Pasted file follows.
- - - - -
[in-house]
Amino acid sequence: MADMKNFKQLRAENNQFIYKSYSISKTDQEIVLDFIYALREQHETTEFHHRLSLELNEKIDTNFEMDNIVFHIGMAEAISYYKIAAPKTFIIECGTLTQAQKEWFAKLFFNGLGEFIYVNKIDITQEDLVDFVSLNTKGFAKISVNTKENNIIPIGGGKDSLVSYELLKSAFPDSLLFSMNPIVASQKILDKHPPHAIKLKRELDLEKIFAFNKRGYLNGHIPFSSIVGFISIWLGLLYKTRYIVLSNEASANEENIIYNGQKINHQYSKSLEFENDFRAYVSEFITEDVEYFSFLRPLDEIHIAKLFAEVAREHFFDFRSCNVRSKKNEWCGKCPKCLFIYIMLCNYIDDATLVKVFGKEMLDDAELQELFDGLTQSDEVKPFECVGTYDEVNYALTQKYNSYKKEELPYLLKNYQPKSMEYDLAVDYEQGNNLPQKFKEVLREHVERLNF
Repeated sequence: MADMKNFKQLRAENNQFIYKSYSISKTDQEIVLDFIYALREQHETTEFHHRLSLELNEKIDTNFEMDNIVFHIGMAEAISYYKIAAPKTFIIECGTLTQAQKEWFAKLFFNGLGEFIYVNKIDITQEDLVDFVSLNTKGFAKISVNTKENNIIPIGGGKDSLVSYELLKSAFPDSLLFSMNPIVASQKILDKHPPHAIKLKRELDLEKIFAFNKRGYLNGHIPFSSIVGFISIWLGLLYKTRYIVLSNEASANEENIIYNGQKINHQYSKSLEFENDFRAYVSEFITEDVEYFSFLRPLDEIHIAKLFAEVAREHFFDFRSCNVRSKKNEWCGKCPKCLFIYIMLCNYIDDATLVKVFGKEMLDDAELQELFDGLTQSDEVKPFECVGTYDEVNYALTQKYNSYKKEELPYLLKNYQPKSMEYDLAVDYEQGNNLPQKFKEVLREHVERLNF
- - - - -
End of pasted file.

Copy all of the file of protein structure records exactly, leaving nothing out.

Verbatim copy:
[in-house]
Amino acid sequence: MADMKNFKQLRAENNQFIYKSYSISKTDQEIVLDFIYALREQHETTEFHHRLSLELNEKIDTNFEMDNIVFHIGMAEAISYYKIAAPKTFIIECGTLTQAQKEWFAKLFFNGLGEFIYVNKIDITQEDLVDFVSLNTKGFAKISVNTKENNIIPIGGGKDSLVSYELLKSAFPDSLLFSMNPIVASQKILDKHPPHAIKLKRELDLEKIFAFNKRGYLNGHIPFSSIVGFISIWLGLLYKTRYIVLSNEASANEENIIYNGQKINHQYSKSLEFENDFRAYVSEFITEDVEYFSFLRPLDEIHIAKLFAEVAREHFFDFRSCNVRSKKNEWCGKCPKCLFIYIMLCNYIDDATLVKVFGKEMLDDAELQELFDGLTQSDEVKPFECVGTYDEVNYALTQKYNSYKKEELPYLLKNYQPKSMEYDLAVDYEQGNNLPQKFKEVLREHVERLNF
Repeated sequence: MADMKNFKQLRAENNQFIYKSYSISKTDQEIVLDFIYALREQHETTEFHHRLSLELNEKIDTNFEMDNIVFHIGMAEAISYYKIAAPKTFIIECGTLTQAQKEWFAKLFFNGLGEFIYVNKIDITQEDLVDFVSLNTKGFAKISVNTKENNIIPIGGGKDSLVSYELLKSAFPDSLLFSMNPIVASQKILDKHPPHAIKLKRELDLEKIFAFNKRGYLNGHIPFSSIVGFISIWLGLLYKTRYIVLSNEASANEENIIYNGQKINHQYSKSLEFENDFRAYVSEFITEDVEYFSFLRPLDEIHIAKLFAEVAREHFFDFRSCNVRSKKNEWCGKCPKCLFIYIMLCNYIDDATLVKVFGKEMLDDAELQELFDGLTQSDEVKPFECVGTYDEVNYALTQKYNSYKKEELPYLLKNYQPKSMEYDLAVDYEQGNNLPQKFKEVLREHVERLNF